New Corneal Transplant Procedure Offers Clearer Vision, Quicker Recovery Time
COLUMBIA, Mo. — For Betty Minor of Sedalia, blurry vision was a fact of life. The 75-year-old had resigned herself to coping with her deteriorating eyesight. She would only read large-print books and she needed someone to read her the menus at restaurants. Her prescription glasses did little to help.
For more than 35 years, Minor has lived with Fuch’s dystrophy, an inherited degenerative condition that causes vision loss. In July, Minor underwent a new corneal transplant procedure that changed her life.
“I began to accept the fact that I was losing my eyesight,” Minor said. “After hearing of this new type of procedure, I found renewed hope.”
Minor underwent a state-of-the-art corneal transplant procedure known as a Descemet membrane endothelial keratoplasty, or DMEK. She was the first patient within University of Missouri Health Care to undergo the surgery.
“DMEK is a corneal transplant procedure that replaces a thin membrane on the inner side of the cornea,” said Rick Fraunfelder, M.D., M.B.A., a fellowship-trained corneal disease specialist at MU Health Care. “In most cases, traditional corneal transplant methods can only restore vision to 20/30, but with DMEK, patients can achieve perfect 20/20 vision with a recovery time as short as a few weeks.”
Using donated corneas, Fraunfelder replaces the Descemet membrane inside the eye. This thin, cellophane-like membrane contains cells known as endothelial cells. These cells are responsible for pumping fluid out of the cornea to keep it clear. When these cells deteriorate, vision becomes gray and hazy, and can eventually result in blindness.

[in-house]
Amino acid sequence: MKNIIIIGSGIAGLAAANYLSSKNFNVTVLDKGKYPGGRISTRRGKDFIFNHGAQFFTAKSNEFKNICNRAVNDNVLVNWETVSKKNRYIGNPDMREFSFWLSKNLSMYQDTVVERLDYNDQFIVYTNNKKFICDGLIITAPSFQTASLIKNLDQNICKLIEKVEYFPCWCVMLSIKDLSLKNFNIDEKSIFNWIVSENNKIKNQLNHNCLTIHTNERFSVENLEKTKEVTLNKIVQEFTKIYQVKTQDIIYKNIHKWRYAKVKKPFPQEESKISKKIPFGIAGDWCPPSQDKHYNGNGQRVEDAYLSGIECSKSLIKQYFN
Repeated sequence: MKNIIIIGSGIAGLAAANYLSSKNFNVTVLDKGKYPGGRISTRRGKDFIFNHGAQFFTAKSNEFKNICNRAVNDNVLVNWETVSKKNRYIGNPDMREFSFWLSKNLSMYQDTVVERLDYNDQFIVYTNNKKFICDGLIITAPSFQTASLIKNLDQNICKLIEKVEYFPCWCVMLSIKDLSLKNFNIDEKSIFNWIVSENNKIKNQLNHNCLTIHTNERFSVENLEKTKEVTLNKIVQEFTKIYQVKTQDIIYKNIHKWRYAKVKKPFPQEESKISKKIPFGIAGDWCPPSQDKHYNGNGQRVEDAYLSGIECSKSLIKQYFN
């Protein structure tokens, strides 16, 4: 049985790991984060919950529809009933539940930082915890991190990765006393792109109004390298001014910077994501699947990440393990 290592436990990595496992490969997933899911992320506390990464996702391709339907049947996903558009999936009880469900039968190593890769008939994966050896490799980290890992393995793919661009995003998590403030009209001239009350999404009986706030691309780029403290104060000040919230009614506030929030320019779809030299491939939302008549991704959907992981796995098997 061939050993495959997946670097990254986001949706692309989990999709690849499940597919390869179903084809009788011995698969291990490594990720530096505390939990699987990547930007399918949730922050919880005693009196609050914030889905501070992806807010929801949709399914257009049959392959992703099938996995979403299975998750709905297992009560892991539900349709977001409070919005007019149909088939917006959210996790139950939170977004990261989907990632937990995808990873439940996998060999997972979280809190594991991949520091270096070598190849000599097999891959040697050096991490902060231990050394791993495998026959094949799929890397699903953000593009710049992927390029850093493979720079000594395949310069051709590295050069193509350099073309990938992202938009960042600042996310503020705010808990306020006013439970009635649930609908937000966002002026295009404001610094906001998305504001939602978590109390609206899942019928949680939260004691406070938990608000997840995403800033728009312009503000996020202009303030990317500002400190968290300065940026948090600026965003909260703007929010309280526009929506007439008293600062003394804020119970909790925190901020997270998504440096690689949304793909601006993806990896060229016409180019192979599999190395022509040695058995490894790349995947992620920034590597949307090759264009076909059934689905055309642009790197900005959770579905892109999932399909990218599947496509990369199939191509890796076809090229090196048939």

In a conventional corneal transplant procedure, the entire thickness of the cornea is replaced. In DMEK procedures, however, only the innermost corneal layers are replaced. By grafting a thinner cornea transplant, the patient’s cornea remains closer to its original condition, resulting in a quicker recovery. Because a thinner cornea graft is used, light is less distorted as it comes through the cornea.
Most patients who are candidates for the less-invasive DMEK procedure suffer from Fuch’s dystrophy. Though the condition rarely affects individuals under the age of 50, it’s estimated that one in every 2,000 people may be living with the condition.
“One of the first indicators that Fuch’s dystrophy is advancing is cloudy vision when you first wake up,” said Fraunfelder, who serves as the chair of the Department of Ophthalmology at the MU School of Medicine and medical director of MU Health Care’s Mason Eye Institute. “When your eyes are closed, the moisture in the cornea doesn’t evaporate. This generally starts to clear up as the day goes on, but if left untreated, the condition can eventually cause blindness.”
Other symptoms of Fuch’s dystrophy include:
- Eye pain
- Eye sensitivity to light and glare
- Seeing colored halos around lights
- Worsening vision throughout the day
Minor had the procedure done in her left eye, which has been her weaker eye. Minor expects to undergo a DMEK transplant procedure in her right eye later this year.
“My eyesight has improved greatly, and I’m looking forward to having the procedure done in my right eye,” Minor said. “My vision has gotten stronger each day, and I’m confident that I will be able to read again and see my grandchildren play ball.”
For more information about the procedure, please call (573) 882-1506.